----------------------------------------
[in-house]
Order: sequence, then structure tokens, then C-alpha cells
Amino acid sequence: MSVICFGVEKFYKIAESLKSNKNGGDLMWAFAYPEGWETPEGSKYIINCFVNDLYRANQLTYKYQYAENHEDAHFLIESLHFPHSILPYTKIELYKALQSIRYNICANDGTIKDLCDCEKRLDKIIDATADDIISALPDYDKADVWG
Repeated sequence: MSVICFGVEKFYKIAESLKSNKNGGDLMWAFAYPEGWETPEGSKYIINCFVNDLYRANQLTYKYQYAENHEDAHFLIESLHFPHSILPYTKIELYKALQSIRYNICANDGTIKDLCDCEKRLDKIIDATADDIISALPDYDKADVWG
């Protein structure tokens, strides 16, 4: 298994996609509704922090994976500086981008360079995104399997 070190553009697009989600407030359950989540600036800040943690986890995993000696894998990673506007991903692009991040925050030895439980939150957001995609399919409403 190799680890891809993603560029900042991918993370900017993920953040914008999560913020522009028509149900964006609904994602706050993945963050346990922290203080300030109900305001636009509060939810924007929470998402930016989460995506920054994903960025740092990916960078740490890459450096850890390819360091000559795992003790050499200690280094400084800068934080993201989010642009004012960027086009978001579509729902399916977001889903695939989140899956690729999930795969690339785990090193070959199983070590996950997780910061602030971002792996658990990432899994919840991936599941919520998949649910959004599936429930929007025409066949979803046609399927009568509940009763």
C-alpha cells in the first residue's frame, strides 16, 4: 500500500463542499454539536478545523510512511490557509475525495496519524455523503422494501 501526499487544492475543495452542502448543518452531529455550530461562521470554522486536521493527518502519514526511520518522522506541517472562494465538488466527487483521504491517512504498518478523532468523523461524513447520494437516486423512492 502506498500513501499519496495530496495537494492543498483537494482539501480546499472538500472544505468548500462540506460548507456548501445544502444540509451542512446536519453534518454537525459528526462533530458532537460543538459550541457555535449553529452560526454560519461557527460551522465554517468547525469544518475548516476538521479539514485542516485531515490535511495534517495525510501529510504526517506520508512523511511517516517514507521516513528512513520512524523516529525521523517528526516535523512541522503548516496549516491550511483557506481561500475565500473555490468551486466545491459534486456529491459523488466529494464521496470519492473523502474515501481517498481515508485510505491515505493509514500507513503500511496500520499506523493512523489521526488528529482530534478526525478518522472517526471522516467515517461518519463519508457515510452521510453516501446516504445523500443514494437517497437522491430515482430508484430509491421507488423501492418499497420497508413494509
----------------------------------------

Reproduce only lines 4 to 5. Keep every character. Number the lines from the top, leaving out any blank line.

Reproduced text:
Repeated sequence: MSVICFGVEKFYKIAESLKSNKNGGDLMWAFAYPEGWETPEGSKYIINCFVNDLYRANQLTYKYQYAENHEDAHFLIESLHFPHSILPYTKIELYKALQSIRYNICANDGTIKDLCDCEKRLDKIIDATADDIISALPDYDKADVWG
């Protein structure tokens, strides 16, 4: 298994996609509704922090994976500086981008360079995104399997 070190553009697009989600407030359950989540600036800040943690986890995993000696894998990673506007991903692009991040925050030895439980939150957001995609399919409403 190799680890891809993603560029900042991918993370900017993920953040914008999560913020522009028509149900964006609904994602706050993945963050346990922290203080300030109900305001636009509060939810924007929470998402930016989460995506920054994903960025740092990916960078740490890459450096850890390819360091000559795992003790050499200690280094400084800068934080993201989010642009004012960027086009978001579509729902399916977001889903695939989140899956690729999930795969690339785990090193070959199983070590996950997780910061602030971002792996658990990432899994919840991936599941919520998949649910959004599936429930929007025409066949979803046609399927009568509940009763």